A recent article published in a local San Francisco newspaper grabbed our attention this week, when –in a round about way- it posed the question, “how much do local consumers really know about organic clothing?” For a city that prides itself on being progressive, eco-conscious, and innovative there still exists a bit of confusion and misconception about organic clothing and what sets it apart from its non-organic counterparts. Even fashion-conscious hipsters in the city need a crash course from time-to-time on the basics of organic materials. And that got us thinking: perhaps it’s time for us to create our own mini-guide to organic garments.
Without further ado, here’s what you need to know.
Natural vs. Organic
The list of fibers that occur naturally without the aid of manufacturing is quite short, and can be seen in the small infographic below. Llama, alpaca, and cashmere, for example each come from an organic source, an animal. Cotton, the material we will utilize in our garments at Pitupi, is also a natural fiber, comprised of nearly 100% cellulose.
Natural, however, does not necessarily mean “organic”. The methods by which a fiber is grown, dyed, and treated determine whether or not it can be deemed organic. The same rule applies to organic foods, which may contain natural ingredients, but not organic ones. The two terms simply cannot be used interchangeably, and this is important to keep in mind.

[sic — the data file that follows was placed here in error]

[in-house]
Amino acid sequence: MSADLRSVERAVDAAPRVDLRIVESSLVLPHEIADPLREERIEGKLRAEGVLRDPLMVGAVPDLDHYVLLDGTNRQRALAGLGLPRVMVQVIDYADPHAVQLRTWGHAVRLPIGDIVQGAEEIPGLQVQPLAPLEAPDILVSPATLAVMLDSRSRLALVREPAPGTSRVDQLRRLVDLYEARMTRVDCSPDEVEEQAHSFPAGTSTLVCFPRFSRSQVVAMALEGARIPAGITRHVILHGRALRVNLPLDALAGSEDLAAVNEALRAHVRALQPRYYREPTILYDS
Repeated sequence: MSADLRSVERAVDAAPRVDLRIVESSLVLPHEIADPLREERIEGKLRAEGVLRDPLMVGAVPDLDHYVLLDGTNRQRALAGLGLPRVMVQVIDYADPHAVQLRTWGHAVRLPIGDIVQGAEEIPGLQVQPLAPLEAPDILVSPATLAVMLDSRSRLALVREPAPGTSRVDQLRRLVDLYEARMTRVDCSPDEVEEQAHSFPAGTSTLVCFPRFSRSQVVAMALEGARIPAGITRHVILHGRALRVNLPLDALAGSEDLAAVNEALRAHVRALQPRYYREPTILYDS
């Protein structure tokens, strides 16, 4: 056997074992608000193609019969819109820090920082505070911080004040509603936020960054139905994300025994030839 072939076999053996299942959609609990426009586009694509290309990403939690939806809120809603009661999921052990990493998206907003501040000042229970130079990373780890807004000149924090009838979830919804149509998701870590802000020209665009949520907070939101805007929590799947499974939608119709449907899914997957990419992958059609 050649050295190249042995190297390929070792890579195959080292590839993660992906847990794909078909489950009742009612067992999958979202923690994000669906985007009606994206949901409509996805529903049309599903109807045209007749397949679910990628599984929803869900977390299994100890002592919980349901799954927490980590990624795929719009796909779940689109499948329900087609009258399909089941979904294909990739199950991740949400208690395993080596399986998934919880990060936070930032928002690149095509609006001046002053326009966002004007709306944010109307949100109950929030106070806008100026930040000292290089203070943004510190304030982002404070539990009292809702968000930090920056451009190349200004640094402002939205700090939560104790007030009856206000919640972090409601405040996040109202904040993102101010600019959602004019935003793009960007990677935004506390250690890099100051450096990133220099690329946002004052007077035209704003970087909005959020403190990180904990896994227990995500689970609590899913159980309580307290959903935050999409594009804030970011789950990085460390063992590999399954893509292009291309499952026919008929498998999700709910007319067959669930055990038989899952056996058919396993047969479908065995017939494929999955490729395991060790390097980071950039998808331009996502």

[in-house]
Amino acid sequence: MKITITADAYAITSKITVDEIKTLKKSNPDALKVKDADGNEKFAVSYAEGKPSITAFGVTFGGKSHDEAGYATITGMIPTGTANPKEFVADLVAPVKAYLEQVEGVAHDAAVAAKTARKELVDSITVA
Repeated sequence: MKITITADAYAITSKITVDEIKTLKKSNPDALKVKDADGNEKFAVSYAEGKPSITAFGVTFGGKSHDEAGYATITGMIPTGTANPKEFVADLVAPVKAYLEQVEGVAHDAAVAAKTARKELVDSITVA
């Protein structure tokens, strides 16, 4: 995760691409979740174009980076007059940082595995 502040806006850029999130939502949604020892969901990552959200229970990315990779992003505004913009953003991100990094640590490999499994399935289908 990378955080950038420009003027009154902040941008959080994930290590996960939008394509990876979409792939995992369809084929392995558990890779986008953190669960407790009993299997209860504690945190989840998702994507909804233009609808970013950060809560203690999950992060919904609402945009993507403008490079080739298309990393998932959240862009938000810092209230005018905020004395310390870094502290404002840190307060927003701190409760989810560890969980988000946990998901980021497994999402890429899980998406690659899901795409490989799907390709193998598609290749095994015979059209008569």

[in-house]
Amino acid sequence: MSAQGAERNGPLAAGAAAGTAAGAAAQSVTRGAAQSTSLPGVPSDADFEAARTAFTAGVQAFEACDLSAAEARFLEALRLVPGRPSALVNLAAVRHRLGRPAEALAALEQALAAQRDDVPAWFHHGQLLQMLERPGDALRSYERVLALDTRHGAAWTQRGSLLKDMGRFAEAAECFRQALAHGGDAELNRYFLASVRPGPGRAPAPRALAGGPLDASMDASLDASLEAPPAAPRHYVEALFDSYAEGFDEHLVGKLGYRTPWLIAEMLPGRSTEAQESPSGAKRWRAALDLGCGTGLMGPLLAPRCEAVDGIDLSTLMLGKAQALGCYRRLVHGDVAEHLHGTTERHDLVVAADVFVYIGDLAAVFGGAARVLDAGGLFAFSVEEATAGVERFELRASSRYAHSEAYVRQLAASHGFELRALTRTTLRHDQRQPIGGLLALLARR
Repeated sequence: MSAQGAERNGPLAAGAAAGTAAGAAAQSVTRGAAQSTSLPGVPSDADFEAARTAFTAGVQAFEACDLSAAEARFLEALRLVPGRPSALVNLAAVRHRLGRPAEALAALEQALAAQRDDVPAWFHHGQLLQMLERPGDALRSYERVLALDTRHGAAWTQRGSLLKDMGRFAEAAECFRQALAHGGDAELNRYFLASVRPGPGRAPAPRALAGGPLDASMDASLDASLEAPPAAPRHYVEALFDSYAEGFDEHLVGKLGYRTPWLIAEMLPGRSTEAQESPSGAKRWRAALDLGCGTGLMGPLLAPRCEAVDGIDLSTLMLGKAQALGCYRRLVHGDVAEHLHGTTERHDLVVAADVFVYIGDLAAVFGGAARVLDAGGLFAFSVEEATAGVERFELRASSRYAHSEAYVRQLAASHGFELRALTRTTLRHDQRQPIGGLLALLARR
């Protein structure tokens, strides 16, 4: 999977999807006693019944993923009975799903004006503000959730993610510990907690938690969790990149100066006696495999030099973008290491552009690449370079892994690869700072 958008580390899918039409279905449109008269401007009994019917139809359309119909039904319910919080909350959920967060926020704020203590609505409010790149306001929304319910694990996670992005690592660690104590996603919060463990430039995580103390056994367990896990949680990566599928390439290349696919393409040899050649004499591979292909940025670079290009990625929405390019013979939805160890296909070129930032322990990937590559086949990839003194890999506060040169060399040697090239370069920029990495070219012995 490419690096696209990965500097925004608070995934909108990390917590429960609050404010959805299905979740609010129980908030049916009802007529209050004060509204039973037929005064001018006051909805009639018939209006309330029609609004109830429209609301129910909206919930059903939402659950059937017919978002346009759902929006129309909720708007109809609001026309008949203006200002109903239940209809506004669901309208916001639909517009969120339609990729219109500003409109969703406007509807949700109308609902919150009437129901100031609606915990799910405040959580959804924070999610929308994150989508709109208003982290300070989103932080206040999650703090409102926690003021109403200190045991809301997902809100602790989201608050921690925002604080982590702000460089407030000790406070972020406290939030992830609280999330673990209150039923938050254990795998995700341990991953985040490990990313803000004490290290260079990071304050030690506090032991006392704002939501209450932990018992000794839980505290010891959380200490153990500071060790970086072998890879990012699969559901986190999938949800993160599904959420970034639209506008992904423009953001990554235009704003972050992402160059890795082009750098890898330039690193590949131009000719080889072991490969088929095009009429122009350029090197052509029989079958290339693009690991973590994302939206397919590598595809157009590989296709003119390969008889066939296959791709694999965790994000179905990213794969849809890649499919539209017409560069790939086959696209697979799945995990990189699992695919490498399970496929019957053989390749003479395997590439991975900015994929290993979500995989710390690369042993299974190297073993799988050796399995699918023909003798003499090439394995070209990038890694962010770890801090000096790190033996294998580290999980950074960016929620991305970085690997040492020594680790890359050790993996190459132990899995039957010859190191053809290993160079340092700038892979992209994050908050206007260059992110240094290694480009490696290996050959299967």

Organic Treatment of Materials
So, you may ask then, what is it exactly that makes organic cotton…organic? To be organic, a fiber like cotton should be cultivated without the use of inorganic pesticides, from seeds that have not been genetically modified. It should also be dyed exclusively using natural dyes, such as vegetable-based dyes. Furthermore, once a cotton item like a baby body or children’s trousers is set to be shipped abroad, it should not be treated with any harsh chemicals such as formaldehyde for the purposes of wrinkle prevention.
Overall Benefits of Organics
The benefits of organic textiles to the consumer, the manufacturer, and the planet are plenty. Since organic cotton is void of any toxic chemicals, it won’t irritate the sensitive skin of a baby or child. It also reduces risks to certain species threatened by the use of chemical pesticides, like bees and other insects, thereby protecting biodiversity. With cotton cultivation using more pesticides, insecticides and water than any other crop on the planet, it’s clear to see just how big of an impact a change to organic can truly make!
Ready to learn more about the organic cotton we’ll be using in our baby clothes? Keep checking in here and at Pitupi.de for news on materials, our GOTS certification status, and other developments as we push forward!